IN MANY RESPECTS, Formosa is a living symbol of the great American dilemma. Put in simple and straightforward terms, that dilemma is how to fulfill the awesome responsibilities of being a global power, entrusted with the defense of many societies, and at the same time, remain faithful to the principles that constitute our political-ethical creed. There is no easy answer to this riddle. Indeed, no complete answer is possible, and we should beware of those who peddle simple solutions to enormously complex problems. This does not provide an excuse, however, for ignoring the most crucial challenge confronting American society in our times. Indeed, our success our very survival - may well depend upon finding more adequate answers than have been discovered to date.
Some eleven million people live on the island of Formosa, approximately nine million of, them "native Formosans" who were born on the island and consider it their homeland. The older Formosans grew up under Japanese rule, a fact that has had an impact upon many aspects of their culture. Even the younger Formosans, however, tend to think of themselves as possessed of traditions, values, and a way of life distinct from that of the mainland Chinese. The emergence of a Formosan nationalism is thus a natural development, and despite the many fissures existing in Formosan political circles, that movement strikes a responsive chord, especially among the intellectuals.
Those who believe that economic determinism is the key to all political phenomena will not find Formosa a case study to their liking. In its natural resources, particularly in the fertility of its soil Formosa has been amply blessed. The Japanese legacy and the more recent American largess, moreover, have combined to give the people of Formosa a much higher standard of living than that of most of their Asian neighbors. In enterprise as well as in agriculture, the native Formosan has played an active, dynamic role. Refugees from the mainland, until recent times at least were overwhelmingly engaged in government work, military service, and teaching While not without its economic problems, Formosa is among that small number of non-western societies for which an optimistic economic prognosis is reasonable, particularly if the issue of population can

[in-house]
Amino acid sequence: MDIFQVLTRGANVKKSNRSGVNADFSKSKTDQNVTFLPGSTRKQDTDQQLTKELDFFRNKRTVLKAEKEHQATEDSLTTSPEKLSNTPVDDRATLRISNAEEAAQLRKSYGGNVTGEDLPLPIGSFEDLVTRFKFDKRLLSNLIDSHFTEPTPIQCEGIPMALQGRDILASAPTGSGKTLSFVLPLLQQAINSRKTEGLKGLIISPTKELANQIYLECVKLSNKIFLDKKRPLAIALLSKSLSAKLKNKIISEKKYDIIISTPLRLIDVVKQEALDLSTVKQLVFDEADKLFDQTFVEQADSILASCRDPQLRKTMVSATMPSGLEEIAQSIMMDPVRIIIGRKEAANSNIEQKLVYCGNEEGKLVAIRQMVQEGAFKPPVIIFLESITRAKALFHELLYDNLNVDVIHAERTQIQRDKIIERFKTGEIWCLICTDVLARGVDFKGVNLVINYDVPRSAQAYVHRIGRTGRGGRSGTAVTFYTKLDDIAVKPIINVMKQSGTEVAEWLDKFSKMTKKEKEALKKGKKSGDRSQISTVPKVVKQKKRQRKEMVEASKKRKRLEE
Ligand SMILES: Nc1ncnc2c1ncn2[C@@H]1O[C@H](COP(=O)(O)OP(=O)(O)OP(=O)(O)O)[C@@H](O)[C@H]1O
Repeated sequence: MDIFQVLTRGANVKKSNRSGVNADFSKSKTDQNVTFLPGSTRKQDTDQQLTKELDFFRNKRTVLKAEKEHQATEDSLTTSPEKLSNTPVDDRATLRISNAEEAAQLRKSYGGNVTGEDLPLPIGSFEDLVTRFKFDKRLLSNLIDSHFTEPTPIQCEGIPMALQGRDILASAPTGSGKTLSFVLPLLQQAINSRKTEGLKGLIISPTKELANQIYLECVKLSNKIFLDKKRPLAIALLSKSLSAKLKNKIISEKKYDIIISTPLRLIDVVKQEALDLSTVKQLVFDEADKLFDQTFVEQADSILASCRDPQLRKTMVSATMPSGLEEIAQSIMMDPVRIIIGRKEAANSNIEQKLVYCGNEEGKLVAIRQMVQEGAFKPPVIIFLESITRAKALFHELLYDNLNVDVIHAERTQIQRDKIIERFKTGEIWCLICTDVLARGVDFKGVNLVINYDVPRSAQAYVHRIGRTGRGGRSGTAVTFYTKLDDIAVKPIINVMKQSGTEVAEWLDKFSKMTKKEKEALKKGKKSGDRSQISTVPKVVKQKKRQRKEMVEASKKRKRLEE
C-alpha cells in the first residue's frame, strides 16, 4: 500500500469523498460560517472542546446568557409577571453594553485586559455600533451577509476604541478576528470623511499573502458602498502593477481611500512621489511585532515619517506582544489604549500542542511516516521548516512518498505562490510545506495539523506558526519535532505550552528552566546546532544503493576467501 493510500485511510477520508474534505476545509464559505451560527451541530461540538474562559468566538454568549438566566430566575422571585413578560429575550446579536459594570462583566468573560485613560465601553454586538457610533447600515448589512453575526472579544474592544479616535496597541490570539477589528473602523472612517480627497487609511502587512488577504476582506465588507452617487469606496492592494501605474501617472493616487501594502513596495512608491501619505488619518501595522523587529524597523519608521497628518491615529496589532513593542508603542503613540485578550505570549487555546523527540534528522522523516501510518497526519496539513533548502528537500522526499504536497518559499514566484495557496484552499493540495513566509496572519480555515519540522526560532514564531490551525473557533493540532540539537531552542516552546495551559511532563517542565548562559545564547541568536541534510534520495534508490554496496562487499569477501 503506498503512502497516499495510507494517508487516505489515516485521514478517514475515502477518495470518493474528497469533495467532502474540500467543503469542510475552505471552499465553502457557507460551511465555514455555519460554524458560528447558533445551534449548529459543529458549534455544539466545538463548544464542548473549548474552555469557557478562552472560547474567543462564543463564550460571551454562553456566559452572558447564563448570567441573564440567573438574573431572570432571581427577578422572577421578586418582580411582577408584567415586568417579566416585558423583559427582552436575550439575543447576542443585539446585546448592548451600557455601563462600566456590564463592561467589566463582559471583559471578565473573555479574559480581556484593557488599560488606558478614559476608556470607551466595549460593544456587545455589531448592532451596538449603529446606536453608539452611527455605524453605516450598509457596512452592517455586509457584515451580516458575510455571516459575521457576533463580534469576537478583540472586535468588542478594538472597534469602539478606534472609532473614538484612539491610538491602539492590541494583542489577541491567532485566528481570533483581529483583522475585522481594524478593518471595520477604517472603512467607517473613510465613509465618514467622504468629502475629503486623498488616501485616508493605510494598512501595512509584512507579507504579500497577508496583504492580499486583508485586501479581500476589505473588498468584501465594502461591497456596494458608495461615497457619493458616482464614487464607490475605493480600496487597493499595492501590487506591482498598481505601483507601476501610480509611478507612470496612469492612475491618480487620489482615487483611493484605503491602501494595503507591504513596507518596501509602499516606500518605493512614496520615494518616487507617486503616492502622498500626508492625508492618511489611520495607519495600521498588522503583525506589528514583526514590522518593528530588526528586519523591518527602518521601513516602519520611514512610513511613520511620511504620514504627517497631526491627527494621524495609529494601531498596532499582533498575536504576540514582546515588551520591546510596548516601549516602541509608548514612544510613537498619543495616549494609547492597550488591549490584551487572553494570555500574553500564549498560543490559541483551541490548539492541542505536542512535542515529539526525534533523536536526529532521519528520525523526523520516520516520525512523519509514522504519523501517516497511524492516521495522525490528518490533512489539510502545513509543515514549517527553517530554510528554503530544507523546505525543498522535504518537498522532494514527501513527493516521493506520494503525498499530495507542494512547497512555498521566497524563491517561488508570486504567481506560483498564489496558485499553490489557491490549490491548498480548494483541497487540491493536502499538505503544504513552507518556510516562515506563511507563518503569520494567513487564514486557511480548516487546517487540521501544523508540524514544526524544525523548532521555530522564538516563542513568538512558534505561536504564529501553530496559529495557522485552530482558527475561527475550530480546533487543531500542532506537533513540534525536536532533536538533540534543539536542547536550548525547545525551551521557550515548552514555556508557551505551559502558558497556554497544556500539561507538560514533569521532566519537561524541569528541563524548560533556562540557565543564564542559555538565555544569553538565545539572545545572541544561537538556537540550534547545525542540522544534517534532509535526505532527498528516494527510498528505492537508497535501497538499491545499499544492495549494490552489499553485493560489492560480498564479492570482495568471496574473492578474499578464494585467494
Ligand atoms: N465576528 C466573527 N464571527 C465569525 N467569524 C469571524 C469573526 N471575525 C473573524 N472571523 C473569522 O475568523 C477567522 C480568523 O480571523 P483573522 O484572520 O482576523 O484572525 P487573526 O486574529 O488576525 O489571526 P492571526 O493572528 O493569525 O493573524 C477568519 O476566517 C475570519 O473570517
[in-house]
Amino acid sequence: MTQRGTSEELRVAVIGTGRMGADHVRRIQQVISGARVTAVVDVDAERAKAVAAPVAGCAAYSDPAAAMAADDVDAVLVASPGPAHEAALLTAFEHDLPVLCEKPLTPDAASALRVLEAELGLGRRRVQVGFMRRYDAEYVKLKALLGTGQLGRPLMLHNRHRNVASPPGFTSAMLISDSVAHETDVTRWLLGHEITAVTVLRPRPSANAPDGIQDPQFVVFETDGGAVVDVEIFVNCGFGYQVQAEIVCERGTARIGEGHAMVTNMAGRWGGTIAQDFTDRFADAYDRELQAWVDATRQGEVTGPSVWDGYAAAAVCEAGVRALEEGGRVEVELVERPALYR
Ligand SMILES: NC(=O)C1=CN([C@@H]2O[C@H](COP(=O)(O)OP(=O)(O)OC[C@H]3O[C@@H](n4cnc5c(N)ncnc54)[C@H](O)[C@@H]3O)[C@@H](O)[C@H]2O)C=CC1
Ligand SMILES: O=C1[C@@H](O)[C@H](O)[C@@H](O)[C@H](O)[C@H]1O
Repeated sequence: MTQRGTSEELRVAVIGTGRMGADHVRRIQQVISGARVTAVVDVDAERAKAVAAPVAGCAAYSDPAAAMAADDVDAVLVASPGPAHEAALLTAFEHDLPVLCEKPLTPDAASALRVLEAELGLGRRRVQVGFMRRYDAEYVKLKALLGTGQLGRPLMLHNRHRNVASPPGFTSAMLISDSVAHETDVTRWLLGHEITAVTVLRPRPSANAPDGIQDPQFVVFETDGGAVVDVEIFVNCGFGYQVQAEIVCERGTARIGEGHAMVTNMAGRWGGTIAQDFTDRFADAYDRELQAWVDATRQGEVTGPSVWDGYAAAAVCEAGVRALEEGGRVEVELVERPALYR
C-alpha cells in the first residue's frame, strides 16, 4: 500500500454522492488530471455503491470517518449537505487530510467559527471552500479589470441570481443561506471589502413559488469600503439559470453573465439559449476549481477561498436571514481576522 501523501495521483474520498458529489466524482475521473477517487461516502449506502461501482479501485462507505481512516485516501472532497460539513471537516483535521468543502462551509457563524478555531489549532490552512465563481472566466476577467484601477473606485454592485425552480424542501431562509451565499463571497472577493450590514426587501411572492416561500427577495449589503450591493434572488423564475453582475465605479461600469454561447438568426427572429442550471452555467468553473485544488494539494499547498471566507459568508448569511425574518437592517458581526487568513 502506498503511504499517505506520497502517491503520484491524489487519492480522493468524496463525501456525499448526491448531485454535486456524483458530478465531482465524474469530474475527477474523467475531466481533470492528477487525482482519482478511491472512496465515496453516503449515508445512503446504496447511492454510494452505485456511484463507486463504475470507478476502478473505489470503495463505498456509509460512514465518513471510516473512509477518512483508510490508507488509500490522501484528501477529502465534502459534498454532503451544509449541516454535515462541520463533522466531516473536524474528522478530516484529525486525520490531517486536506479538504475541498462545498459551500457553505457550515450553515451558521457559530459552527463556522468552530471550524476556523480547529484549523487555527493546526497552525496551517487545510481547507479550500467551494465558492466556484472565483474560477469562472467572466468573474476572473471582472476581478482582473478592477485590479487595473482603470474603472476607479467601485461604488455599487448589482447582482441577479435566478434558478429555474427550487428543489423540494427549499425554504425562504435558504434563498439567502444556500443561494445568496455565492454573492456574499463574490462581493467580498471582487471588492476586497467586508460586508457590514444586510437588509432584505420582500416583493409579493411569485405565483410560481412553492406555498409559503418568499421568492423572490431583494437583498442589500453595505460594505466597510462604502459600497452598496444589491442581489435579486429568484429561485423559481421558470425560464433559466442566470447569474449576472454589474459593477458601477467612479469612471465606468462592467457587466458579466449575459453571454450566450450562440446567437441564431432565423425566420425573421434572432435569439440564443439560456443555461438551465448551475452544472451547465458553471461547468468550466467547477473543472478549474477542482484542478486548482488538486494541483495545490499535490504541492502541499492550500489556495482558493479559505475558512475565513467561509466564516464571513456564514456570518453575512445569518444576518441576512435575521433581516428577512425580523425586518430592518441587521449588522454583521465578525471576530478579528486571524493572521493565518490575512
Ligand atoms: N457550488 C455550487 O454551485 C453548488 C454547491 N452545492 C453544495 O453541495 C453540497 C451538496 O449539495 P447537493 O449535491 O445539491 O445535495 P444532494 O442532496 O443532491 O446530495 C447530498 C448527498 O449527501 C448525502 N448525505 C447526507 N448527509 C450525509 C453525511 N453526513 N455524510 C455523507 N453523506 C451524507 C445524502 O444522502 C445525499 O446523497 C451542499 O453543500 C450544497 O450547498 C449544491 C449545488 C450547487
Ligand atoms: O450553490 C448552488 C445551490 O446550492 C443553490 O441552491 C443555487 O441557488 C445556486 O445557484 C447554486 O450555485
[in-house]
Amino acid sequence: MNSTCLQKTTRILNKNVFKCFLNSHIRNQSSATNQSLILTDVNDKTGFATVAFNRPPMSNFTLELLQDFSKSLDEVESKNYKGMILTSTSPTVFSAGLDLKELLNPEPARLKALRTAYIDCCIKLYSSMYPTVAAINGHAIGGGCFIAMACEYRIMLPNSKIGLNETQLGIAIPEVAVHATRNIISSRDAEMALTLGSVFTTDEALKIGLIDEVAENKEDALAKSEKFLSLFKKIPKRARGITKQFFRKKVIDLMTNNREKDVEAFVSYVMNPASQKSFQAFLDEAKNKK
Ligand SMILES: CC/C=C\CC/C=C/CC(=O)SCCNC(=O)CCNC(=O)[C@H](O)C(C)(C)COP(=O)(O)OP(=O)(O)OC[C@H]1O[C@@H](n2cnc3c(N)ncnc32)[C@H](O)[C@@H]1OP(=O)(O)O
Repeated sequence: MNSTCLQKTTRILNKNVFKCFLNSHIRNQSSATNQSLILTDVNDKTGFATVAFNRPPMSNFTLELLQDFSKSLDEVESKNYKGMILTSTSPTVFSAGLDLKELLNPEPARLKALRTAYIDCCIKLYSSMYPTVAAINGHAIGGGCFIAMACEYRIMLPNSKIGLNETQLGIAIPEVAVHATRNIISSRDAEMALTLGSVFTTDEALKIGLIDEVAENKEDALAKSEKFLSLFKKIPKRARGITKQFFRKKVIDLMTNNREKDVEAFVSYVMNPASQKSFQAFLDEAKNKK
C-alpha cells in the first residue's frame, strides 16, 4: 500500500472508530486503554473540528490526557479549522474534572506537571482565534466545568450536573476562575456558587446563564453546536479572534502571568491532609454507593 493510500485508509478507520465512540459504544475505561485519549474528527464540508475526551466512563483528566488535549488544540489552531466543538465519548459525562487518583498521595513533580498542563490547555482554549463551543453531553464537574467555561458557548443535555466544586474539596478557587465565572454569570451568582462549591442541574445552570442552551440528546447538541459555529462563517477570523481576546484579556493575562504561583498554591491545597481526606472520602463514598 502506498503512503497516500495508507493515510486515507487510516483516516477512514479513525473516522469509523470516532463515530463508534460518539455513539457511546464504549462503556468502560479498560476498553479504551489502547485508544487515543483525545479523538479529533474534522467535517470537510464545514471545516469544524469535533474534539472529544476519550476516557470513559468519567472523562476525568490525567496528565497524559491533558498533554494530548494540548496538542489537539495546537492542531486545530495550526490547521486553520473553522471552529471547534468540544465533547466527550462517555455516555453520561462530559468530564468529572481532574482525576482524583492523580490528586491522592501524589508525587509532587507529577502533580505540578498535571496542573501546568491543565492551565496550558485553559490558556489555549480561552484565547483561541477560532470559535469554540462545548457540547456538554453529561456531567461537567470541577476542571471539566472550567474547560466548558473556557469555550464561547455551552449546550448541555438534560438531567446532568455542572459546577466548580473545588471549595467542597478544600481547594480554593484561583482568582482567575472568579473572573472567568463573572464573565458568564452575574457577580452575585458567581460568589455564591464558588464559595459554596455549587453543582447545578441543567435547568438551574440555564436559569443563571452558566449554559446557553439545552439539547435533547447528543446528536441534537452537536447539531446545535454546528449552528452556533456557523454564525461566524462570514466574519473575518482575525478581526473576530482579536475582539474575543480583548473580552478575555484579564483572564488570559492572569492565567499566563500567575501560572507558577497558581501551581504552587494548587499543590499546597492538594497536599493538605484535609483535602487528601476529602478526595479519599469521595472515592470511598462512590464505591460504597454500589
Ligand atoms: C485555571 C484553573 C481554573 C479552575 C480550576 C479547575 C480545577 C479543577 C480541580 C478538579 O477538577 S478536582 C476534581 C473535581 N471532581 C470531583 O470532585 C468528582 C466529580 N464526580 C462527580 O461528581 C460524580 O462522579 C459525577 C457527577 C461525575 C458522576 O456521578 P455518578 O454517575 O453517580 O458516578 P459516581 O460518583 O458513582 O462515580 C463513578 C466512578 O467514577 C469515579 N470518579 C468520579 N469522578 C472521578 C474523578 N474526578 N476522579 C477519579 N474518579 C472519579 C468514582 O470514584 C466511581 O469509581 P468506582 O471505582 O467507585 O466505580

The problems of Formosa are overwhelmingly political. How long can the Formosans be excluded from any effective voice in their government in a system that purports to be constitutional and democratic? How long can the myth be continued that Formosa is China? How long can the estrangement between Formosan intellectuals and mainland refugees continue without serious political repercussions? Let no one underestimate the degree to which the Communists are seeking to take advantage of the political situation on Formosa. As might be expected, they are playing both ends against the middle. To the Nationalists, they urge a return to the motherland, with all past sins being forgiven. To the Formosans, they promise the rights of "cultural autonomy" and freedom from "the American-Chiang Kai-shek clique." Presumably, they hope that few Formosans know the true Communist record in Tibet and Sinkiang.
Meanwhile the Kuomintang continues to imprison Formosan nationalists and dominate the political life of this island. But as the Nationalist leaders grow older and less certain of the future, political tension slowly mounts. Cleavages within Kuomintang circles are sharp and significant. Some mainland refugees would be prepared to accept and even welcome a truly democratic order. Others would prefer to depend primarily upon the secret police and the army. The situation is pregnant with political hazards --and possibilities. Where should we stand?
Few if any Americans are better equipped to present new perspectives on the Formosa problem than George H. Kerr. For some three decades, he has had both a scholarly and a personal interest in the Formosan people. At various critical periods, be has lived and worked with them, witnessing their few triumphs and their many tragedies. No one who reads this book will be unaware of the fact that the author has a deep sympathy with the cause of Formosan independence. No doubt many of his facts and arguments will be challenged by those who support different solutions. It will be impossible to ignore Kerr's case, however; be has marshalled evidence too well to permit that. I find myself in great sympathy with his basic theme. Self-determination for the Formosan people is one of those causes which happily unites our values and our national interests. But in any case, this work should stimulate some serious thinking about American policy toward Formosa both by those who agree and those who disagree with the author's conclusions.
ROBERT A. SCALAPINO
University of California, Berkeley